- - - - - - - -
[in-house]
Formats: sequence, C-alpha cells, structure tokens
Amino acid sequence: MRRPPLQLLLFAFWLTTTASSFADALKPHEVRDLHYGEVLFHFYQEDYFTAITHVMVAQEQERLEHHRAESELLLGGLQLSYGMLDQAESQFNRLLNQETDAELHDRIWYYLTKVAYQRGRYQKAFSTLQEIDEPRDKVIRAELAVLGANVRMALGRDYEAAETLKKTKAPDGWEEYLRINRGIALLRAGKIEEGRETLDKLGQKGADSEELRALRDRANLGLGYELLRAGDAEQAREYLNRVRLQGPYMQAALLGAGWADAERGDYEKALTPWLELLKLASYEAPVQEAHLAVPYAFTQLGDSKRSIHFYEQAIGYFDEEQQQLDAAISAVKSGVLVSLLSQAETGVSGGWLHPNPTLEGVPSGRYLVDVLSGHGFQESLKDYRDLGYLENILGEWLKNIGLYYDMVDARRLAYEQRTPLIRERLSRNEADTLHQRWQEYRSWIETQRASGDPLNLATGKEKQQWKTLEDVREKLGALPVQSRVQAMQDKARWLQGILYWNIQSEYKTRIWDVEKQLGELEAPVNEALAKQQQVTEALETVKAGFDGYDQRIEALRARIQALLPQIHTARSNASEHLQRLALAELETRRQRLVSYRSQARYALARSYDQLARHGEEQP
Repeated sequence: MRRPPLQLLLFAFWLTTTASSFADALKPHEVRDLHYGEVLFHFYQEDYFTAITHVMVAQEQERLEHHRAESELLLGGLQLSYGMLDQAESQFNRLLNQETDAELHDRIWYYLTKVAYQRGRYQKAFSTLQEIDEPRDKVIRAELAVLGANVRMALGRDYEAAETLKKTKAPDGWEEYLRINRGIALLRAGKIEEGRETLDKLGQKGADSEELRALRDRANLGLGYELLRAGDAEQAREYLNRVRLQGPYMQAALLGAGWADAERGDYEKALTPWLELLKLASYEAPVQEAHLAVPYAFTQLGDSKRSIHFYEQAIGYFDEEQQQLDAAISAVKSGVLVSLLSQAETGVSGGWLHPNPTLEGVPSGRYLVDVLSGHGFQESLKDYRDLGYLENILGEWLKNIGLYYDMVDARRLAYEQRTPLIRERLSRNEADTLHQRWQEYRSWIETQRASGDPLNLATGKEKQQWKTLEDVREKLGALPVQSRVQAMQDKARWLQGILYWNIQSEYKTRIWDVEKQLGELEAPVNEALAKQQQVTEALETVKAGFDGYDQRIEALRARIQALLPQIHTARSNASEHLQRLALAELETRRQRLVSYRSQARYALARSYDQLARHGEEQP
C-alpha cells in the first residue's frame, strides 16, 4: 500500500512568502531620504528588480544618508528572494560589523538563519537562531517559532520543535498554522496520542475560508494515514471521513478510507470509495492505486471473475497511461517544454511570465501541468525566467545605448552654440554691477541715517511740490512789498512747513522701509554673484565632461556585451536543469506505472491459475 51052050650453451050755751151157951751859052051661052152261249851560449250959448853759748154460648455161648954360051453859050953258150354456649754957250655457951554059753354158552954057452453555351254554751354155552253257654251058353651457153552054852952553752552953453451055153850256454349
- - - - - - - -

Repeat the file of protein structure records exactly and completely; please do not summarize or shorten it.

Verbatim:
[in-house]
Formats: sequence, C-alpha cells, structure tokens
Amino acid sequence: MRRPPLQLLLFAFWLTTTASSFADALKPHEVRDLHYGEVLFHFYQEDYFTAITHVMVAQEQERLEHHRAESELLLGGLQLSYGMLDQAESQFNRLLNQETDAELHDRIWYYLTKVAYQRGRYQKAFSTLQEIDEPRDKVIRAELAVLGANVRMALGRDYEAAETLKKTKAPDGWEEYLRINRGIALLRAGKIEEGRETLDKLGQKGADSEELRALRDRANLGLGYELLRAGDAEQAREYLNRVRLQGPYMQAALLGAGWADAERGDYEKALTPWLELLKLASYEAPVQEAHLAVPYAFTQLGDSKRSIHFYEQAIGYFDEEQQQLDAAISAVKSGVLVSLLSQAETGVSGGWLHPNPTLEGVPSGRYLVDVLSGHGFQESLKDYRDLGYLENILGEWLKNIGLYYDMVDARRLAYEQRTPLIRERLSRNEADTLHQRWQEYRSWIETQRASGDPLNLATGKEKQQWKTLEDVREKLGALPVQSRVQAMQDKARWLQGILYWNIQSEYKTRIWDVEKQLGELEAPVNEALAKQQQVTEALETVKAGFDGYDQRIEALRARIQALLPQIHTARSNASEHLQRLALAELETRRQRLVSYRSQARYALARSYDQLARHGEEQP
Repeated sequence: MRRPPLQLLLFAFWLTTTASSFADALKPHEVRDLHYGEVLFHFYQEDYFTAITHVMVAQEQERLEHHRAESELLLGGLQLSYGMLDQAESQFNRLLNQETDAELHDRIWYYLTKVAYQRGRYQKAFSTLQEIDEPRDKVIRAELAVLGANVRMALGRDYEAAETLKKTKAPDGWEEYLRINRGIALLRAGKIEEGRETLDKLGQKGADSEELRALRDRANLGLGYELLRAGDAEQAREYLNRVRLQGPYMQAALLGAGWADAERGDYEKALTPWLELLKLASYEAPVQEAHLAVPYAFTQLGDSKRSIHFYEQAIGYFDEEQQQLDAAISAVKSGVLVSLLSQAETGVSGGWLHPNPTLEGVPSGRYLVDVLSGHGFQESLKDYRDLGYLENILGEWLKNIGLYYDMVDARRLAYEQRTPLIRERLSRNEADTLHQRWQEYRSWIETQRASGDPLNLATGKEKQQWKTLEDVREKLGALPVQSRVQAMQDKARWLQGILYWNIQSEYKTRIWDVEKQLGELEAPVNEALAKQQQVTEALETVKAGFDGYDQRIEALRARIQALLPQIHTARSNASEHLQRLALAELETRRQRLVSYRSQARYALARSYDQLARHGEEQP
C-alpha cells in the first residue's frame, strides 16, 4: 500500500512568502531620504528588480544618508528572494560589523538563519537562531517559532520543535498554522496520542475560508494515514471521513478510507470509495492505486471473475497511461517544454511570465501541468525566467545605448552654440554691477541715517511740490512789498512747513522701509554673484565632461556585451536543469506505472491459475 51052050650453451050755751151157951751859052051661052152261249851560449250959448853759748154460648455161648954360051453859050953258150354456649754957250655457951554059753354158552954057452453555351254554751354155552253257654251058353651457153552054852952553752552953453451055153850256454349